Programming is a wonderful mix of art and science; source code is both a poem and a math problem. It should be as simple and elegant as it is functional and fast. This blog is about that (along with whatever else I feel like writing about).

Friday, February 10, 2006

Apple Making Intel Uncomfortable?

Just saw a story over on Ars about Apple's new ads making Intel uncomfortable. Basically, the premise is that some analysts are worried that Apple's ad (which insults Intel's other partners like Dell & HP by calling them "dull little boxes") will alienate Intel from their other, larger customers.

They cite Intel's "public love-fest" with its newest customer, the 1000 employees dedicated to The Switch, and the fact that Apple got the first Core Duo chips as other reasons Intel may be in trouble with its other customers.

But I'd like to point out another problem with their claim. Intel's in the driver's seat in these relationships. Dell only uses Intel chips. And they can't even threaten to go to AMD, because Intel can pull their sweet prices out from under them, or even stop selling them chips entirely, leaving Dell to find some way to get 10 million processors per quarter from AMD. I'd be willing to venture that AMD isn't capable of supplying that many processors. And the same goes for HP, Lenovo, and everyone else. If you want to offer AMD chips, then you can, but you have to stick with Intel for the same reason Apple chose Intel: manufacturing capability. Intel is the only place to go if you want a guaranteed supply.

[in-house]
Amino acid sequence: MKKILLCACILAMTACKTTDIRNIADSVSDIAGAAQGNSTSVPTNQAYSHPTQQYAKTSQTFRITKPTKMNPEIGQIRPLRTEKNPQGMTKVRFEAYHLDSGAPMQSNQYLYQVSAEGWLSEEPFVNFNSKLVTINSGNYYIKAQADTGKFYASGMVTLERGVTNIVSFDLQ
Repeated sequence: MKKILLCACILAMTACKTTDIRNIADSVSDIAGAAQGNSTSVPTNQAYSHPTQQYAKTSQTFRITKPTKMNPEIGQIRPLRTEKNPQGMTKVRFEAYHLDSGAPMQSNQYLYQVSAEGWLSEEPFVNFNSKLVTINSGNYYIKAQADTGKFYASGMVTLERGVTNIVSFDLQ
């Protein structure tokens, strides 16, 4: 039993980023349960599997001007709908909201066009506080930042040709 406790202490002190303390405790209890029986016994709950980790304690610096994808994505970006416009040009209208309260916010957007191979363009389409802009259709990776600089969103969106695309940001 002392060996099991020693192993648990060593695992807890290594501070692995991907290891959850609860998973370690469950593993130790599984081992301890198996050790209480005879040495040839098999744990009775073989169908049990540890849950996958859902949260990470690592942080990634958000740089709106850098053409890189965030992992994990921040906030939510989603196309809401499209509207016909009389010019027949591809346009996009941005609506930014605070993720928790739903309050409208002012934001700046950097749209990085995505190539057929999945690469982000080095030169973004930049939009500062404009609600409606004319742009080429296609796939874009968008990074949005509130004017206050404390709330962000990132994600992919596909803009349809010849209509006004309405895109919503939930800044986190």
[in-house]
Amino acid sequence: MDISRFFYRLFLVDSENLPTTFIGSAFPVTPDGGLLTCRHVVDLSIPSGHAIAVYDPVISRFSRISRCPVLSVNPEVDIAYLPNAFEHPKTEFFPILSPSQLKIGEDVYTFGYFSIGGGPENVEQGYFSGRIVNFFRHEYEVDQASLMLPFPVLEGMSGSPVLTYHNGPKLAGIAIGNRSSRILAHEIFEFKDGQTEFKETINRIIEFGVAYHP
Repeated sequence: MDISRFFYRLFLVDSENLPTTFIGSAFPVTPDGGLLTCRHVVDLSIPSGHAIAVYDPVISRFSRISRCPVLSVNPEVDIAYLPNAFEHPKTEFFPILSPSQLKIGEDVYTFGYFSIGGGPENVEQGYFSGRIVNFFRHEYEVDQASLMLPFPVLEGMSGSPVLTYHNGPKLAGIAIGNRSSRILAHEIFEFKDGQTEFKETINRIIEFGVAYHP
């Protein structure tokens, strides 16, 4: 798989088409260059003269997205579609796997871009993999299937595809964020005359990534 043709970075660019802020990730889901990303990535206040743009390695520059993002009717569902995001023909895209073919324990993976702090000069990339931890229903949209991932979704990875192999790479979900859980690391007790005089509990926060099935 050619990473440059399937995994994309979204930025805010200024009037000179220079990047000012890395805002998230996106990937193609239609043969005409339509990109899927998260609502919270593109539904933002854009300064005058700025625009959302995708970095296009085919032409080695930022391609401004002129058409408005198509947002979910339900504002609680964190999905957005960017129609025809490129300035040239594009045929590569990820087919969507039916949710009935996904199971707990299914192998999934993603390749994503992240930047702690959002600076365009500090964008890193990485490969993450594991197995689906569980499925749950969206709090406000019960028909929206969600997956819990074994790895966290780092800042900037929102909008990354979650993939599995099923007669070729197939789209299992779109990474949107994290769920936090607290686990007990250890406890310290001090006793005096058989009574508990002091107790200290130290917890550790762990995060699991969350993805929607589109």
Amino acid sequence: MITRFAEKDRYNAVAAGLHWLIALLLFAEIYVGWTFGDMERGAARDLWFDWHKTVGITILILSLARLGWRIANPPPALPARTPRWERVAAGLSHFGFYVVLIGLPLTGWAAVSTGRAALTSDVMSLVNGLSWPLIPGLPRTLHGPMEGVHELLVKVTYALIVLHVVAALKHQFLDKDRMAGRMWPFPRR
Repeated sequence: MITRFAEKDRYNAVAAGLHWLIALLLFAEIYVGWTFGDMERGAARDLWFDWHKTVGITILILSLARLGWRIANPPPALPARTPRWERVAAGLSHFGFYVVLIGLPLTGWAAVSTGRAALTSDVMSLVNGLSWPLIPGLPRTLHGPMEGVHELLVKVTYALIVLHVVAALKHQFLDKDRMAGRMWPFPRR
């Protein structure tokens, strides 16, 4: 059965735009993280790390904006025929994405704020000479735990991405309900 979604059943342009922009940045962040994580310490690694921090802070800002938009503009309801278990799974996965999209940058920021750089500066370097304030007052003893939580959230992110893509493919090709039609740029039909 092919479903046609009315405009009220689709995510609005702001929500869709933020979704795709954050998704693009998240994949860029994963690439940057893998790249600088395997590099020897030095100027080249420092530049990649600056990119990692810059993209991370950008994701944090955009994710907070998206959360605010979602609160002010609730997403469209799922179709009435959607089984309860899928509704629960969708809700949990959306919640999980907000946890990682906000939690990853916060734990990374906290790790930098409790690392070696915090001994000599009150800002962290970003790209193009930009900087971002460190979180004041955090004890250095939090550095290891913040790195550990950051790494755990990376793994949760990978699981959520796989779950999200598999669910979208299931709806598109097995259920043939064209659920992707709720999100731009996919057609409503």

So I'd say that Intel has nothing to worry about. In fact, they're probably excited that Apple is lighting a fire under the other computer makers. The CPU-comparison is now gone, so the difference maker is not processing power any more. That puts an onus on the designers of the whole system to put together a better offering ... and whether it's Apple's Front Row or Dell/HP/etc VIIV, Intel stands to benefit. A lot.

And I think everybody knows it. That's why none of the computer makers are saying they're insulted. Dell's spokesperson had this to say:

"As far as their marketing goes, that's marketing," said Dell spokesman Jess Blackburn. "We continue to have a very solid relationship with Intel and nothing has changed in that respect. We probably are their largest customer; we shipped 10 million systems in the fourth quarter. I don't think any supplier is going to ignore a customer that is building that many systems and using that many of their parts in them."

My guess is that Intel is quietly encouraging Apple to be as insulting as they want. If Dell and HP lose customers to Apple, it's probably better for Intel. They'd prefer their chips to be part of the high end, high margin space that Apple aims for, because it means more money for them. But this entire issue is just meaningless controversy invented by analysts. I guess they have to justify their paychecks somehow.

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